Comparing Hubris in Antigone and Oedipus

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Hubris in Antigone and Oedipus

The idea of hubris is monumental in a plethora of Greek mythological works. In many ways the excessive pride of certain characters fuels their own destruction. This is certainly true with respect to the characters of Pentheus, Antigone, and Oedipus. All three of these characters demonstrate, through their actions, various degrees of arrogance that seem to undercut the traditional role of the Gods, and thus largely contribute to their downfall. However, it should be noted that while each of these characters demonstrate hubris, they way in which their arrogance manifests itself is unique to each character.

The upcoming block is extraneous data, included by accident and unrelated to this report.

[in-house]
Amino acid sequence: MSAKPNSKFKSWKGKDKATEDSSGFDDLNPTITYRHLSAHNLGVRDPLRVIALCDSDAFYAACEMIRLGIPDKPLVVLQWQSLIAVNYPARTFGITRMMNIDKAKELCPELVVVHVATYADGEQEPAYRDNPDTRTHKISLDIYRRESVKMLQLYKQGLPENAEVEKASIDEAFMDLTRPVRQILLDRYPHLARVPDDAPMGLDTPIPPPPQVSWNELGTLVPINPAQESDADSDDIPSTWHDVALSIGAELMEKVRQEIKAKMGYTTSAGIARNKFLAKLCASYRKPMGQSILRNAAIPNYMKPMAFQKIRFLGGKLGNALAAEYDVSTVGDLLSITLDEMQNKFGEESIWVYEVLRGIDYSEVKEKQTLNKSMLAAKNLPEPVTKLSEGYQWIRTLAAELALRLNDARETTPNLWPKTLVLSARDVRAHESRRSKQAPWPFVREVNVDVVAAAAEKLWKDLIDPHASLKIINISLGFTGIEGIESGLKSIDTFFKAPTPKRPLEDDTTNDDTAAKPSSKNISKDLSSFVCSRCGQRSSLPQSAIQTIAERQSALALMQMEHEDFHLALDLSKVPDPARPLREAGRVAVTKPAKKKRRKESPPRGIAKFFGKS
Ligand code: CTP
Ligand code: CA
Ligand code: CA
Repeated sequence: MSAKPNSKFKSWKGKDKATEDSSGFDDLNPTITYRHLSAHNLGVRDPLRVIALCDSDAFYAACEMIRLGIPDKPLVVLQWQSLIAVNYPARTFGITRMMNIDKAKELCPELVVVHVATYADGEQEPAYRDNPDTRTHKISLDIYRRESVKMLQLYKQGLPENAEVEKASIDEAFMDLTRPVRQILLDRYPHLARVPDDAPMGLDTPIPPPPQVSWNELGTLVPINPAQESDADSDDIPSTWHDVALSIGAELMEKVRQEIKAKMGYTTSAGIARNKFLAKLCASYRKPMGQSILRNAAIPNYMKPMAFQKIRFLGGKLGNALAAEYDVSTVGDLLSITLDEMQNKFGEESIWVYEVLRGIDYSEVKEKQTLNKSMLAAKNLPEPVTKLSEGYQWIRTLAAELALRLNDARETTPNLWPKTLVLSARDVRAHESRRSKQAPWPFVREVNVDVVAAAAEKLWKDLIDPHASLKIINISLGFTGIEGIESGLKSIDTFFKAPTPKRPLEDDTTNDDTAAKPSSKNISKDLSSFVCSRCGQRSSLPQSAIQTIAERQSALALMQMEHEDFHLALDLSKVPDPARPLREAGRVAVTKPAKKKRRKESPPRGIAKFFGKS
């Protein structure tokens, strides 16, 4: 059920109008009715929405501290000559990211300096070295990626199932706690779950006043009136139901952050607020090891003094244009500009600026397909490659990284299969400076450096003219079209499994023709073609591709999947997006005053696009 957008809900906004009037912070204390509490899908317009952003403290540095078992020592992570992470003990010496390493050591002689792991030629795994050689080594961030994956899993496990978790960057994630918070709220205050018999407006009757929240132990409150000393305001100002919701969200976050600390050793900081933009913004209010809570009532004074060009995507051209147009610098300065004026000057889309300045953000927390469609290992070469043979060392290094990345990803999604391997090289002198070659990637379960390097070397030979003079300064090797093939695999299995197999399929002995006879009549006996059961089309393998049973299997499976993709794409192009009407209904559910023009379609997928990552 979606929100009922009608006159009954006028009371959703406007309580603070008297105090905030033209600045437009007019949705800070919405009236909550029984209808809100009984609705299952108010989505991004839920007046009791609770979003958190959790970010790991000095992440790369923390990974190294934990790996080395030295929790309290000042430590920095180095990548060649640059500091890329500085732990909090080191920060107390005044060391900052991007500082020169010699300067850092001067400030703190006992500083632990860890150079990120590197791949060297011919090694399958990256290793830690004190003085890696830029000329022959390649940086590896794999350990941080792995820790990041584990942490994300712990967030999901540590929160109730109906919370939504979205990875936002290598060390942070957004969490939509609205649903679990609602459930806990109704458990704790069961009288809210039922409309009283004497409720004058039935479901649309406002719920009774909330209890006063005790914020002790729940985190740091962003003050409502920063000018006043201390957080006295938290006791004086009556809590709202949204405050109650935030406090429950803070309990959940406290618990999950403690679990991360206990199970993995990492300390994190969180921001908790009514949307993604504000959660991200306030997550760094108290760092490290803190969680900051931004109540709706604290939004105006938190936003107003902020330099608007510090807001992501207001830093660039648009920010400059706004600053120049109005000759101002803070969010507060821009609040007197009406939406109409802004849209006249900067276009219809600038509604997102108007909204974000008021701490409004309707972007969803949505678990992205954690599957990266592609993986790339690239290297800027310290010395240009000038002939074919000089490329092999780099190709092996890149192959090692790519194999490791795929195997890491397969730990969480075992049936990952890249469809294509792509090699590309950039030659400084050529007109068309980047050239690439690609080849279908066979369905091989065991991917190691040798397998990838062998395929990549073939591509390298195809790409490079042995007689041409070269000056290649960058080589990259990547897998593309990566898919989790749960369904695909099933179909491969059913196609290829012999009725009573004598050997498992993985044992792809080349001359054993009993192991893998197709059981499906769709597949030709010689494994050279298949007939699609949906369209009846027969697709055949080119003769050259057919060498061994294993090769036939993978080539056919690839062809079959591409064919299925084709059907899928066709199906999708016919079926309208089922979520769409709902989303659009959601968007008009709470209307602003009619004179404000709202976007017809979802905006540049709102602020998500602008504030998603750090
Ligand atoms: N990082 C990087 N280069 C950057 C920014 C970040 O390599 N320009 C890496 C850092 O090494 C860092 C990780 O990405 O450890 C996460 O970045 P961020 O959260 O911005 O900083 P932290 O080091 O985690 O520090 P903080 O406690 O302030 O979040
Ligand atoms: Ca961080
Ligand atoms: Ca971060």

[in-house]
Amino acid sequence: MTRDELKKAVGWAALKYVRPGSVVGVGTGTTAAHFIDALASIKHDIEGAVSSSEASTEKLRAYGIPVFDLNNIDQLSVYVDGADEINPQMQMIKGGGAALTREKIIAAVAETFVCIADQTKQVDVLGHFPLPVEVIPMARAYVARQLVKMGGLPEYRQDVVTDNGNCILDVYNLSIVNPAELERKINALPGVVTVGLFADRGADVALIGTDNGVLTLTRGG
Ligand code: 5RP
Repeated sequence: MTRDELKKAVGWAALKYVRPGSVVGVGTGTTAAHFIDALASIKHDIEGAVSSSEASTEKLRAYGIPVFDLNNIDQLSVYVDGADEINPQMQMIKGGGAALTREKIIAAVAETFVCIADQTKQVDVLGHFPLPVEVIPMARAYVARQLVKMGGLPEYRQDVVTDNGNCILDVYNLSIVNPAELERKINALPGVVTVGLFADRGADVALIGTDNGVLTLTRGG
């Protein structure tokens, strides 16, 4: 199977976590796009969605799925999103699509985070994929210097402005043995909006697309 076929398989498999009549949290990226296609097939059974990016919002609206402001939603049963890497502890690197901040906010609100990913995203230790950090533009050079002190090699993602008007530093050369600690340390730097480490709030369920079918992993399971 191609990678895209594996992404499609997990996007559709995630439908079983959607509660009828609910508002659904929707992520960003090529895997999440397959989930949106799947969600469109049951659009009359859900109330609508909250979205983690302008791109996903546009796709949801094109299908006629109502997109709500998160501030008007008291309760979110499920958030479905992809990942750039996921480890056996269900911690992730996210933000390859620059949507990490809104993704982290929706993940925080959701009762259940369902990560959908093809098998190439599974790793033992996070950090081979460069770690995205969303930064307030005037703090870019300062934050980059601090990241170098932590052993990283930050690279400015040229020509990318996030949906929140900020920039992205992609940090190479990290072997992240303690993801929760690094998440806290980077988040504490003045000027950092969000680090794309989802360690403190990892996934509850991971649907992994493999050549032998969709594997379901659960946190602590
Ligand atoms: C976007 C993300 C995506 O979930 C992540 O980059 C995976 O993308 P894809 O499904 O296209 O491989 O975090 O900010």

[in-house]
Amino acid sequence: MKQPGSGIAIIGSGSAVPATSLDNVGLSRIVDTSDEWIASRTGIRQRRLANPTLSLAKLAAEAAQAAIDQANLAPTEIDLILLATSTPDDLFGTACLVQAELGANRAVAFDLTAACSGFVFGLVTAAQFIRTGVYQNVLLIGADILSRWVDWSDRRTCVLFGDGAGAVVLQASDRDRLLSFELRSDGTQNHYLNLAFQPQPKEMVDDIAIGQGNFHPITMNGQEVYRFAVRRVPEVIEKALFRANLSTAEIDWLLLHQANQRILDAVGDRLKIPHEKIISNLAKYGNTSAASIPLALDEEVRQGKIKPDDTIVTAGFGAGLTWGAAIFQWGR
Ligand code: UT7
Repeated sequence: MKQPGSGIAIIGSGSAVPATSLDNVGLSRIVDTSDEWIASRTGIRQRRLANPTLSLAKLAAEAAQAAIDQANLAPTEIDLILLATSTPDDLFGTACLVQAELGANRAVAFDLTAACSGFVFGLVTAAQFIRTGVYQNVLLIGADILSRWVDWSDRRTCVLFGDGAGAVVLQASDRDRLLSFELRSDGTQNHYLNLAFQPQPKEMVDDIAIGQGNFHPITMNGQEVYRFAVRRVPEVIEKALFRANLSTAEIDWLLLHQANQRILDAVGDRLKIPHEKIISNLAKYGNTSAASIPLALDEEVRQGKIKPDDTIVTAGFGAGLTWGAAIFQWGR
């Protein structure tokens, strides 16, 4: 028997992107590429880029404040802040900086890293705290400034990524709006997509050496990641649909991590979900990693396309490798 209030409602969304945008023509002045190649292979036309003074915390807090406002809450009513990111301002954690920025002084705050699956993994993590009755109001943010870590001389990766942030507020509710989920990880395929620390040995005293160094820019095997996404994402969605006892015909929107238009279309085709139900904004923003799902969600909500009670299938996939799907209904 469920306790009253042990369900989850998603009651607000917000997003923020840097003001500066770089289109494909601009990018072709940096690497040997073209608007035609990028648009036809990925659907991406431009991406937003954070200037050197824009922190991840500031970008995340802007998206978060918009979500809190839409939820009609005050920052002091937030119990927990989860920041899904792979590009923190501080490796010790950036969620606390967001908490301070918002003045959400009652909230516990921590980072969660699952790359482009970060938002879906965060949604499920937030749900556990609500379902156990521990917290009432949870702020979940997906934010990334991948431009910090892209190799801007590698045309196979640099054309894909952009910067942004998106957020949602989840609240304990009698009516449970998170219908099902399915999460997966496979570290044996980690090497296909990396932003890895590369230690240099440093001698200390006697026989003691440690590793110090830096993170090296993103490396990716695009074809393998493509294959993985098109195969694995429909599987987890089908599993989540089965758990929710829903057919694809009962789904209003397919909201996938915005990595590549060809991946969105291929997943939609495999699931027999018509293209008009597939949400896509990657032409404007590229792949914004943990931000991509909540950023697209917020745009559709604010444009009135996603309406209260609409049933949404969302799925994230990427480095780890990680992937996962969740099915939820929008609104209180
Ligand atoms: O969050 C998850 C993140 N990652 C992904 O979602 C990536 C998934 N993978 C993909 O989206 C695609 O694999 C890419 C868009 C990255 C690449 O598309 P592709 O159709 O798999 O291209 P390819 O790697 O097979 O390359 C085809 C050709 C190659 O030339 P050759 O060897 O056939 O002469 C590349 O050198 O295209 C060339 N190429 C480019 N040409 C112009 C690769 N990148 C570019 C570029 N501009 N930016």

Pentheus, the authoritarian newly appointed king of Thebes is immediately troubled with the rising influence and odd rituals that surround Dionysus. He seeks to prove his authority and influence over the kingdom, and crush the leader of these ecstatic rituals, which he perceives as a direct threat to his rule. Early on in the play Pentheus is warned by Tiresias, the old seer of the kingdom not to over stretch his bounds and to respect Dionysus as he would the other gods. "No we don¹t play at theologians with the gods. We stay close to the hallowed tenets of our fathers, old as time. Nothing can undo them ever. I don¹t care how brilliant or abstruse the reasons are" (Euripides 404). This passage is significant because it provides Pentheus with a direct warning not ...

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